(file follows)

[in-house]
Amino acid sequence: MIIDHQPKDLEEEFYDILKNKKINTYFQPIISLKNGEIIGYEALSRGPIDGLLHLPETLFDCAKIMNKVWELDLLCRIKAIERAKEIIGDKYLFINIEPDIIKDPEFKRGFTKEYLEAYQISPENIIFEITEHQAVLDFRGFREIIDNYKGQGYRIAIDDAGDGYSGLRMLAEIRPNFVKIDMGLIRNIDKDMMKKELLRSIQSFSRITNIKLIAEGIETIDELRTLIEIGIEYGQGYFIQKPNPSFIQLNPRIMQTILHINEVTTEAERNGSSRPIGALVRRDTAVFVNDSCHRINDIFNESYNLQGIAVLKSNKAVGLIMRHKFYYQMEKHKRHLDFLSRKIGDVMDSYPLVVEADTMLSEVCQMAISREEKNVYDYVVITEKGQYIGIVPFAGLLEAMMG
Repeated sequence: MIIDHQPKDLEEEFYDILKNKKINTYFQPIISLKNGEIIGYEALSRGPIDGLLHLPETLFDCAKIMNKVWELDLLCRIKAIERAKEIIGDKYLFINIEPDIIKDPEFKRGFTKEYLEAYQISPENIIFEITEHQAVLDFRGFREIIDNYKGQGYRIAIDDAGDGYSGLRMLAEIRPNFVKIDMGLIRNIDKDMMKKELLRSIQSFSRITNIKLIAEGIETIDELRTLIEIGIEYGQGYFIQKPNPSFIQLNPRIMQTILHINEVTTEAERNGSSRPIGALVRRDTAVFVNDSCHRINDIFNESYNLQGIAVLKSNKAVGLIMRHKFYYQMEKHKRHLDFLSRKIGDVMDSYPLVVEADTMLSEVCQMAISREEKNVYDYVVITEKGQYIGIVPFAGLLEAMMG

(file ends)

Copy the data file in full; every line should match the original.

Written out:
[in-house]
Amino acid sequence: MIIDHQPKDLEEEFYDILKNKKINTYFQPIISLKNGEIIGYEALSRGPIDGLLHLPETLFDCAKIMNKVWELDLLCRIKAIERAKEIIGDKYLFINIEPDIIKDPEFKRGFTKEYLEAYQISPENIIFEITEHQAVLDFRGFREIIDNYKGQGYRIAIDDAGDGYSGLRMLAEIRPNFVKIDMGLIRNIDKDMMKKELLRSIQSFSRITNIKLIAEGIETIDELRTLIEIGIEYGQGYFIQKPNPSFIQLNPRIMQTILHINEVTTEAERNGSSRPIGALVRRDTAVFVNDSCHRINDIFNESYNLQGIAVLKSNKAVGLIMRHKFYYQMEKHKRHLDFLSRKIGDVMDSYPLVVEADTMLSEVCQMAISREEKNVYDYVVITEKGQYIGIVPFAGLLEAMMG
Repeated sequence: MIIDHQPKDLEEEFYDILKNKKINTYFQPIISLKNGEIIGYEALSRGPIDGLLHLPETLFDCAKIMNKVWELDLLCRIKAIERAKEIIGDKYLFINIEPDIIKDPEFKRGFTKEYLEAYQISPENIIFEITEHQAVLDFRGFREIIDNYKGQGYRIAIDDAGDGYSGLRMLAEIRPNFVKIDMGLIRNIDKDMMKKELLRSIQSFSRITNIKLIAEGIETIDELRTLIEIGIEYGQGYFIQKPNPSFIQLNPRIMQTILHINEVTTEAERNGSSRPIGALVRRDTAVFVNDSCHRINDIFNESYNLQGIAVLKSNKAVGLIMRHKFYYQMEKHKRHLDFLSRKIGDVMDSYPLVVEADTMLSEVCQMAISREEKNVYDYVVITEKGQYIGIVPFAGLLEAMMG